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3 Lessons the Church can Glean from Black Friday

3 Lessons the Church can Glean from Black Friday

First we celebrate Thanksgiving, a day where we acknowledge our blessings with family and friends. Then bam! We turn into desperate people seeking incredible savings. So can the church learn anything of value from Black Friday?!

The Black Friday name originated in Philadelphia about 4 decades ago as a description of the crazy traffic that occurs as people race to stores for after-thanksgiving sales. Later, however, the day gained infamy and became the day that describes when retailers start to turn a profit (wikipedia). It's also become the sabbath day of materialism.

First we celebrate Thanksgiving, a day where we acknowledge our blessings with family and friends. Then bam! We turn into desperate people seeking incredible savings so that we can purchase bigger gifts for the ones we love. Or ourselves.

So can the church learn anything of value from Black Friday?!

If there's one thing that the retail industry does well; it's Black Friday. Everyone clearly knows about it and wants to participate (or not).

From this the Church can learn 3 things about promotional communications:

1. Anticipation. Black Friday is anticipated for weeks before. It's so desired, people will endure traffic, people,  lines, etc. Does your church have a special service or event coming up? You have to create anticipation worthy of it. Social media, advertisements, word-of-mouth buzz, and website descriptions all lead to great anticipation. If people don't know about it, they'll not even consider it.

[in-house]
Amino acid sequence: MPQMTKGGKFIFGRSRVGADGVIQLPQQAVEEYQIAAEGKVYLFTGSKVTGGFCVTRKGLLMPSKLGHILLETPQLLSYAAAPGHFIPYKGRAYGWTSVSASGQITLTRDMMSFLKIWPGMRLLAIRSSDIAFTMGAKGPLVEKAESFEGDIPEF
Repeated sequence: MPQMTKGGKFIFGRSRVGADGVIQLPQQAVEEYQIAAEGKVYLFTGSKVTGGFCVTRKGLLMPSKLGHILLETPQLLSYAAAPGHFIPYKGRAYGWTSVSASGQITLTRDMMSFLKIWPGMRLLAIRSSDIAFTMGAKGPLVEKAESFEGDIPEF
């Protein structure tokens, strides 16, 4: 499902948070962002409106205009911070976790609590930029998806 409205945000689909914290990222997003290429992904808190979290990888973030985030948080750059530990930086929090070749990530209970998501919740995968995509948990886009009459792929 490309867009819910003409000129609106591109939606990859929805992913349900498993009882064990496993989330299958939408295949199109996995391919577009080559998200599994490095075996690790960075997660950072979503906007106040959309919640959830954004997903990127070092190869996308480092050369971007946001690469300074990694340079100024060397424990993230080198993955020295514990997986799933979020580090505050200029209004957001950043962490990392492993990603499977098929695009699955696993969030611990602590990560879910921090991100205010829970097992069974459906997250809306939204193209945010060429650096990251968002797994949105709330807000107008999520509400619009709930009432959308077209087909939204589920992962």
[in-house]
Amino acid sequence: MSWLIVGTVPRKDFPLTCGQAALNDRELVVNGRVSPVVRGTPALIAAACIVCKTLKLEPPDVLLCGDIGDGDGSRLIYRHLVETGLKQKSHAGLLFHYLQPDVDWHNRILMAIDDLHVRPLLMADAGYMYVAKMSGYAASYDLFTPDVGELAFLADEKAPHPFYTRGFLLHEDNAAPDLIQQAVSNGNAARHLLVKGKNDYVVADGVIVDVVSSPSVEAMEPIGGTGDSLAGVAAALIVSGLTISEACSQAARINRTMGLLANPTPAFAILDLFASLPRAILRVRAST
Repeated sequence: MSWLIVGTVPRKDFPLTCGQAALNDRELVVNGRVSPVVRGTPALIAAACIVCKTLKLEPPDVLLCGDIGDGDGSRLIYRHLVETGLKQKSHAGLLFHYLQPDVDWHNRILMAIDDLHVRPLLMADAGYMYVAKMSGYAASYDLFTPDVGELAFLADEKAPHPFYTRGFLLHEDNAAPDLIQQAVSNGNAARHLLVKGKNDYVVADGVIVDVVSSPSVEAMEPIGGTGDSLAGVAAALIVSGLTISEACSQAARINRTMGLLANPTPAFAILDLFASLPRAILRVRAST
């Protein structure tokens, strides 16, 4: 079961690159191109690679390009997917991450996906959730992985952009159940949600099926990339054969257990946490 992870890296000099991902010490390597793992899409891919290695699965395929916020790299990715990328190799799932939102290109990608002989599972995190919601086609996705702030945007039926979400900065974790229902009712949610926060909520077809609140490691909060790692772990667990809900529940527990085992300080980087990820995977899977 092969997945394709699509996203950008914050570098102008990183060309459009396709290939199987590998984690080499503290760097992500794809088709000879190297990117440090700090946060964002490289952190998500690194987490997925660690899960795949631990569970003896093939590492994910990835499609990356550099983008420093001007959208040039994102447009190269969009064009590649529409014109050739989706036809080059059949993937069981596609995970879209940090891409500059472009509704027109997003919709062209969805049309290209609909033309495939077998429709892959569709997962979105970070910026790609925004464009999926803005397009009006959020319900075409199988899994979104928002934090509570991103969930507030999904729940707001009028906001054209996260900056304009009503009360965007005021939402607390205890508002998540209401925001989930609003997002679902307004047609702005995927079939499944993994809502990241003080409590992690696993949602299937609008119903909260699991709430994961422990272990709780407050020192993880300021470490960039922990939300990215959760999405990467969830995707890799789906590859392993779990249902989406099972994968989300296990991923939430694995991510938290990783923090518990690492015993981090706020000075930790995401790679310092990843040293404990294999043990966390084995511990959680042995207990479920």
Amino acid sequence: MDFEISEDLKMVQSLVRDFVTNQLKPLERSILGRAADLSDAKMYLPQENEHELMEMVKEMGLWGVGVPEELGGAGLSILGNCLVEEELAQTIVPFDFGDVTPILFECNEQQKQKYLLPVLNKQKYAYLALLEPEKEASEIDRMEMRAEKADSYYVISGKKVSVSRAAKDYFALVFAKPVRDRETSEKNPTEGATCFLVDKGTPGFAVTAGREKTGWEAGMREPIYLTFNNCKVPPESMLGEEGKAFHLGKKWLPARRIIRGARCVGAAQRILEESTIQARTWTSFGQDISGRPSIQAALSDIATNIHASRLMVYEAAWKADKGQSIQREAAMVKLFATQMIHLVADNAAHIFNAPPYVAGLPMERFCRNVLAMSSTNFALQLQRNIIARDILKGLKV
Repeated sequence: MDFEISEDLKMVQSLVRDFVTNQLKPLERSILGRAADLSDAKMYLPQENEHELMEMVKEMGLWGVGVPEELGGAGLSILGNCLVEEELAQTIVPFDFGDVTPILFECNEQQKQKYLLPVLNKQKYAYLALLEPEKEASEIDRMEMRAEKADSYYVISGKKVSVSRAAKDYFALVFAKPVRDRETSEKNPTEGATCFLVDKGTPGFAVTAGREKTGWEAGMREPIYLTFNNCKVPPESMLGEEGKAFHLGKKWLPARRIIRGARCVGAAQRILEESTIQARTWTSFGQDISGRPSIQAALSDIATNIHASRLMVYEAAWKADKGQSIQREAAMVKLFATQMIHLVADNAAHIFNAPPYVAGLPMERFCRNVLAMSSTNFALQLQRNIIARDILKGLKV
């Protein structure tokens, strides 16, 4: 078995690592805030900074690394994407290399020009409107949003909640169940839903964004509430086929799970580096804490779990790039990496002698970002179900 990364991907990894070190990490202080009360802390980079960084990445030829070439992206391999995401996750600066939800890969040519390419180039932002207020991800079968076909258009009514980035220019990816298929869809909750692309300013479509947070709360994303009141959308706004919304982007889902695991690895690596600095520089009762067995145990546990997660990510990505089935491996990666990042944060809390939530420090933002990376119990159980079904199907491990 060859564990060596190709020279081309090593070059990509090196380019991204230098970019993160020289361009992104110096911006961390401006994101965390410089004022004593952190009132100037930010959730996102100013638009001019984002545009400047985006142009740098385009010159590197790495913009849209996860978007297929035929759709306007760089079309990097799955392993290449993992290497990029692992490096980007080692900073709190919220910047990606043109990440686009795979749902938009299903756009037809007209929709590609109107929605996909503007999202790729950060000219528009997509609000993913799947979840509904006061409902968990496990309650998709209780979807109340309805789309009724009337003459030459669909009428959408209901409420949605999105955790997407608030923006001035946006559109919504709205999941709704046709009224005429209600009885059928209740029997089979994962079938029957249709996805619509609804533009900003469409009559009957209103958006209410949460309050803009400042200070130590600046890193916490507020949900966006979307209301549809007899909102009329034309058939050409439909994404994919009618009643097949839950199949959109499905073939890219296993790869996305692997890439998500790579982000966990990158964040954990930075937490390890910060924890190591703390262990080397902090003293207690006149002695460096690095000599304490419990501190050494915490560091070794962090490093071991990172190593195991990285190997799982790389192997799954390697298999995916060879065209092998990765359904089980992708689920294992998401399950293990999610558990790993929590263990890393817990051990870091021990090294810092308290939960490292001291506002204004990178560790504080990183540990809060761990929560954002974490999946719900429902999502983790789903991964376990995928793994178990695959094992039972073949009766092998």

2. Add Value. The church adds incredible value to our lives. Now we need to communicate those stories. If you don't talk about that value, your event won't have anticipation. It'll become a chore and everything negative will be noticed. How does a Church add value? Consider your audience and list goals, dreams, hopes, concerns and pains in their life make sure your event or service creates a path to the dreams, hopes, and goals or offers solutions to the concerns and pains. This is the true test of engagement. When people don't find value in something, they lose interest. Share stories of real life change and how you were involved.

3. Deliver. Create an experience in the delivery. Many stores crank their Christmas music, have special entertainment, and special wardrobe, all while following through on the anticipation. Even if you don't get the deals you wanted on Black Friday, you certainly get the experience. The Church often hypes something but doesn't fulfill the promise. Make sure you live up to what you promote.

The Church has so much more to offer the world than any retailer. Our products are more valuable than anything purchased in stores. Now we need to step up with our communications to be noticed in the clutter of retail promotion. Sadly, if not, our message of hope, mercy, and grace will fall on ears that are listening to the world's banter of materialism.

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